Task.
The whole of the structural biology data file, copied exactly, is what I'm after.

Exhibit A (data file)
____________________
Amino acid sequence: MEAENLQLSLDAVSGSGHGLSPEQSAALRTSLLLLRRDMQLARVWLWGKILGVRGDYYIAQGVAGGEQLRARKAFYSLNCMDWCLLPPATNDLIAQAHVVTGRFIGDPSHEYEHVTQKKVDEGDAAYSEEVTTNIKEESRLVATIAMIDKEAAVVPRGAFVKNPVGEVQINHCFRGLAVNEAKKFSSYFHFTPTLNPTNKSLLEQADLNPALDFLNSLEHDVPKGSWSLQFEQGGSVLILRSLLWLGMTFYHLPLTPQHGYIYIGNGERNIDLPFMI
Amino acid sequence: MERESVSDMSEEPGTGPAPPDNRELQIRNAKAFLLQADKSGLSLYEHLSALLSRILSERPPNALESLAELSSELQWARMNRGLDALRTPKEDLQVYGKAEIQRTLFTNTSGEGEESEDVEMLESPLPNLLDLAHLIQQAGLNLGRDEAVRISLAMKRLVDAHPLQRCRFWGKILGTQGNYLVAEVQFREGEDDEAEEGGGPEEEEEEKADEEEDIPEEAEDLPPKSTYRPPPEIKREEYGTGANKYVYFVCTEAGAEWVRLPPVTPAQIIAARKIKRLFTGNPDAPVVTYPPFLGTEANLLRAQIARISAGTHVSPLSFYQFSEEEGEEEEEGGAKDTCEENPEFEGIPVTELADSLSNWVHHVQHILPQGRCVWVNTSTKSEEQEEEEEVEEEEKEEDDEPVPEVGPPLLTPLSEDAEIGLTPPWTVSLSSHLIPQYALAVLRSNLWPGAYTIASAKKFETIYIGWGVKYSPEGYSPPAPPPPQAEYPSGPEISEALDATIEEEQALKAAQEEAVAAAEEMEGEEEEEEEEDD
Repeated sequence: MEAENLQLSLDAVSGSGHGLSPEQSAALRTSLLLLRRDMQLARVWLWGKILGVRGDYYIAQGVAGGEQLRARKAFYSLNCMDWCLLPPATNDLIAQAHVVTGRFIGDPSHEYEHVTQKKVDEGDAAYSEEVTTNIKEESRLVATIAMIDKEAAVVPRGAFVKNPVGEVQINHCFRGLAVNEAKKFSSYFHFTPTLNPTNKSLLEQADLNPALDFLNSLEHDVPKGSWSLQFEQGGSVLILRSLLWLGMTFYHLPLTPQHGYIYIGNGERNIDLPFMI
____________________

Amino acid sequence: MEAENLQLSLDAVSGSGHGLSPEQSAALRTSLLLLRRDMQLARVWLWGKILGVRGDYYIAQGVAGGEQLRARKAFYSLNCMDWCLLPPATNDLIAQAHVVTGRFIGDPSHEYEHVTQKKVDEGDAAYSEEVTTNIKEESRLVATIAMIDKEAAVVPRGAFVKNPVGEVQINHCFRGLAVNEAKKFSSYFHFTPTLNPTNKSLLEQADLNPALDFLNSLEHDVPKGSWSLQFEQGGSVLILRSLLWLGMTFYHLPLTPQHGYIYIGNGERNIDLPFMI
Amino acid sequence: MERESVSDMSEEPGTGPAPPDNRELQIRNAKAFLLQADKSGLSLYEHLSALLSRILSERPPNALESLAELSSELQWARMNRGLDALRTPKEDLQVYGKAEIQRTLFTNTSGEGEESEDVEMLESPLPNLLDLAHLIQQAGLNLGRDEAVRISLAMKRLVDAHPLQRCRFWGKILGTQGNYLVAEVQFREGEDDEAEEGGGPEEEEEEKADEEEDIPEEAEDLPPKSTYRPPPEIKREEYGTGANKYVYFVCTEAGAEWVRLPPVTPAQIIAARKIKRLFTGNPDAPVVTYPPFLGTEANLLRAQIARISAGTHVSPLSFYQFSEEEGEEEEEGGAKDTCEENPEFEGIPVTELADSLSNWVHHVQHILPQGRCVWVNTSTKSEEQEEEEEVEEEEKEEDDEPVPEVGPPLLTPLSEDAEIGLTPPWTVSLSSHLIPQYALAVLRSNLWPGAYTIASAKKFETIYIGWGVKYSPEGYSPPAPPPPQAEYPSGPEISEALDATIEEEQALKAAQEEAVAAAEEMEGEEEEEEEEDD
Repeated sequence: MEAENLQLSLDAVSGSGHGLSPEQSAALRTSLLLLRRDMQLARVWLWGKILGVRGDYYIAQGVAGGEQLRARKAFYSLNCMDWCLLPPATNDLIAQAHVVTGRFIGDPSHEYEHVTQKKVDEGDAAYSEEVTTNIKEESRLVATIAMIDKEAAVVPRGAFVKNPVGEVQINHCFRGLAVNEAKKFSSYFHFTPTLNPTNKSLLEQADLNPALDFLNSLEHDVPKGSWSLQFEQGGSVLILRSLLWLGMTFYHLPLTPQHGYIYIGNGERNIDLPFMI